Continuing our look at the value of print marketing in an ever increasing digital age, this week we will be taking a look at direct marketing. One of most common dismissal we hear is that “Big business doesn’t do that anymore” – but try telling that to BT and Virgin Media who constantly send through offers and deals via mail to existing and new customers! As we discussed last week, print marketing does not have to be a standalone element of your marketing mix. Integrating digital and physical print will lead to more interest in your products and thus, higher conversion rates.
Direct Mail: Seen but Not Heard
Half the battle in any marketing campaign is getting your offers and services to at least be seen by your target audience. Email shots are great at getting to wide number of people very quickly, offering direct tracking and easy access to your website or landing page. What an email campaign can’t overcome, however, is an overcrowded inbox.
Let’s face it, given the amount of communication that arrives into our personal and professional email accounts, keeping on top of it is far from easy. So, we tend to prioritise the importance stuff over those we can perhaps come back to another time. What tends to happen is those ‘Read later’ emails pile up to such an extent that they are usually shoved into another folder and never read at all, or just deleted in one fell swoop.
Given the amount of time and effort put into crafting your finely honed sales message, that is a bit of disaster, which is why conversion percentages are usually so low on email campaigns. A 20% open rate is usually seen as a good average. Of course, people throw away printed mail too, but a Royal Mail study revealed that more than half (56%) of consumers say they are likely to spend a lot of time reading mail compared to email. This is mostly because email is seen as quick and informal and mail is felt to be believable and reliable. It stands to reason that with more people actually viewing your printed mail, the higher numbers you are likely to see at the final stage of the sale. This doesn’t mean you have to ditch one for the other. There are a myriad of ways you can complement your mail campaign with email marketing and vice versa, and with more channels opening doors for discussion, the more likely you are to see tangible returns.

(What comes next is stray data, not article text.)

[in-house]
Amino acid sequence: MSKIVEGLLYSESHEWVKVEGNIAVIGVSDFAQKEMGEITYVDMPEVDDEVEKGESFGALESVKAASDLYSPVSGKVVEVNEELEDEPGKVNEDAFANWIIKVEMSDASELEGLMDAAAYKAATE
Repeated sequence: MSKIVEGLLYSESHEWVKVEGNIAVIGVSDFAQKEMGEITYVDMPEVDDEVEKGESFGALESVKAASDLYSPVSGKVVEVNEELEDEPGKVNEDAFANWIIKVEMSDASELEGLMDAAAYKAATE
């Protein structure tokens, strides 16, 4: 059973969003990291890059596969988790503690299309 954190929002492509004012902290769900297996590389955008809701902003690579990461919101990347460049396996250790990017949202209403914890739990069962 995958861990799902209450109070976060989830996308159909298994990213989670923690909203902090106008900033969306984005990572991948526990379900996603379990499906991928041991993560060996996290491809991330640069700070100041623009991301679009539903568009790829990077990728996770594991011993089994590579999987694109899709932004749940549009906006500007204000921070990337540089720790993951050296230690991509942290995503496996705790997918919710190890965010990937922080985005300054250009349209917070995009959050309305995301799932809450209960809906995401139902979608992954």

Direct Mail: Scalable Flexibility
A direct marketing campaign also allows for greater flexibility that will suit the company’s size and allow for scalability in budget. If you quickly want to generate some interest in a new product, then distribution of coupons is a fantastic way to develop a short term strategy to create some initial buzz. E-Newsletters have become increasingly popular over the past few years but printed versions have also retained their value, sent through on a monthly or quarterly basis to their customer base. This also provides a way to gain direct feedback from your customers, asking them to fill out a short form or questionnaire, and this sort of information is valuable gold dust for any company.
Direct Mail: Easy Tracking
While sending e-mail shots does offer a particular level of tracking, beyond a certain point it becomes harder to identify what exactly your customers are responding to. You may experience bursts of activity in or around a specific campaign, resulting in more purchases and/or registrations. But if you are utilising a number of digital channels at the same time, narrowing your success back down to each stream becomes difficult. Direct marketing allows you to track exactly how many you send out and with specific codes attached to each one, you can accurately see how successful the campaign has been.
Direct Mail: The Personal Touch
Sending out a newsletter, leaflet, brochure or similar, encourages people to not only engage with it but that they do something with it. Of course, that may mean throwing it away but if the sales copy is engaging and you have conducted the right research beforehand, you are far likelier to have a positive response. The advantage direct mail provides is that it is brought into the home, taking up a place in the living room, bedroom or kitchen, becoming far more personal than receiving what can feel like a generic email stored away on a device they may not often look at frequently.
An issue with an email campaign is that, as the Royal Mail study mentioned above alluded to, they are viewed as informal and quick ways of receiving information. This means engagement level is far lower and it is easy to become distracted away from what it is the company is trying to sell. Whether it’s because of work emails, or interaction with social media, attention spans are notably shorter when using digital devices, which means the window of opportunity to keep the customer interested becomes even smaller.
Direct Mail: The Personal Touch Counts for more
In addition to the personal touch of having a tangible product for your customer to touch and feel, ensuring you have stand out designs that are eye-catching also adds that little bit more of intrigue from your customer’s perspective. You can also send out seasonal campaigns using the associated colours that will pique their interest and make sure your mail stands out from the normally plain white style they will have in their hand. For example, if you send out something akin to a Christmas card in mid-December, most people are not going to just throw those away. Everyone wants to receive a card, so the chances are it will be opened up to reveal your message. The shapes and sizes of what you send out can also vary greatly, which only adds to your marketing armoury. And if you have the budget, sending out things like pens or notepads ensure your branding becomes a permanent reminder in the home or office space.